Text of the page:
Action on Hearing Loss Scotland

The Charity helps people that are deaf or hard of hearing.  They work to create a world where deafness or hearing loss do not limit or determine opportunity.  This is done through campaigning & lobbying, raising awareness of hearing gloss, promotion hearing health, providing services and medical research.

Hearing loss is a major public heath issue in Scotland with 850,000 people affected by some form of hearing loss – that’s one in six of the population.  As our society ages, the numbers are set to group to more than 1.2million by 2031. Action on hearing loss is the leading organisation representing deaf people, hard of hearing people and people with tinnitus and they provide personal support, support on employment and source new solutions that help overcome the daily barriers and obstacles hearing loss creates. 

Support from Crerar Trust

One of their key services is the Hear to Help project; this currently runs successfully in Tayside, Greater Glasgow and Clyde, Ayrshire & Arran and the Borders. 

At present, there 19 locations at which they successfully run Hear To Help drop-in’s at, including Brechin, Montrose, Forfar, Arbroath, Dundee, Broughty Ferry, Lochee, Blairgowrie and Perth. Furthermore, they also do home visits and visits to approximately 22 sheltered housing and day care centres, and the aim is to significantly increase this number to ensure that those who are unable to attend the drop in sessions till have access to our services.  The funding from Crerar Trust will support toolboxes for 10 volunteers, the toolboxes consist of equipment they use to maintain the hearing aid’s for the service users.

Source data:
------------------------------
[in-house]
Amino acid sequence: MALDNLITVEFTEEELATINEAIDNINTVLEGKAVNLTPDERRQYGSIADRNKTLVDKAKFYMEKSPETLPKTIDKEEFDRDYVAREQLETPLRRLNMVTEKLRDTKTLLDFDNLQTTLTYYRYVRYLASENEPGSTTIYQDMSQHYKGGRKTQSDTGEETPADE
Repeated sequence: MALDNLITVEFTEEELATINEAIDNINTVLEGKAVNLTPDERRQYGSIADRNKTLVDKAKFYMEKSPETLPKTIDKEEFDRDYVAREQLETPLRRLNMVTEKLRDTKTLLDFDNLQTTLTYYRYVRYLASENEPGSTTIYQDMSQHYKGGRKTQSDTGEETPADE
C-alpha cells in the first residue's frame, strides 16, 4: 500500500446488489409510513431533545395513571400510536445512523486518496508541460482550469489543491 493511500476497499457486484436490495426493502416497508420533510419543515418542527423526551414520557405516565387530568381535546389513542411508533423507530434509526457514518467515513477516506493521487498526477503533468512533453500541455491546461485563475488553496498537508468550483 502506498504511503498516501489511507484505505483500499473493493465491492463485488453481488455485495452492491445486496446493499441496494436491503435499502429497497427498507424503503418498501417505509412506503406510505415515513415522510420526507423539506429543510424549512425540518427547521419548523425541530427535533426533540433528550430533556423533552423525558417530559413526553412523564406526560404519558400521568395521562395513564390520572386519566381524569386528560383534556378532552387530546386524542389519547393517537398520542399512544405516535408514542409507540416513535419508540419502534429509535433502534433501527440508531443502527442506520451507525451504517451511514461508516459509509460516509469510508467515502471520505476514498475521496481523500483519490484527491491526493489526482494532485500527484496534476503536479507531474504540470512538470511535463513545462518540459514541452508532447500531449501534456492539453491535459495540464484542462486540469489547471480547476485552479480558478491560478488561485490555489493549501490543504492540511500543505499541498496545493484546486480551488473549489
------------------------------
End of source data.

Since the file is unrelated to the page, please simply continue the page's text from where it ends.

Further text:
The volunteers offer invaluable knowledge and support to new service users in respect to managing their deafness.  By providing advice, mentoring and sign posting to other services they can help individuals manage their conditions and offer support as required.

Hearing loss hinders communication, independence and confidence and makes people feel vulnerable and isolated.  For older people the transition to using hearing aids requires considerable support.  Hearing aids require careful monitoring instruction ad encouragement for the user. To work properly they need regular maintenance but these procedures are fiddley and difficult, even for people with excellent dexterity and eye sight.  Too many people struggle with this open newly acquired disability and hear to help is a service that makes a significant difference to thousands of peoples everyday lives.

Teams of staff and volunteers will offer support in terms of:

  • Showing someone how to clean and look after their hearing aid
  • Offering support based on personal experience
  • Giving advice to the hearing aid user and their family, to aid communication
  • Providing information and sign posting to other services
  • Discussing equipment which may help with improving the quality of everyday life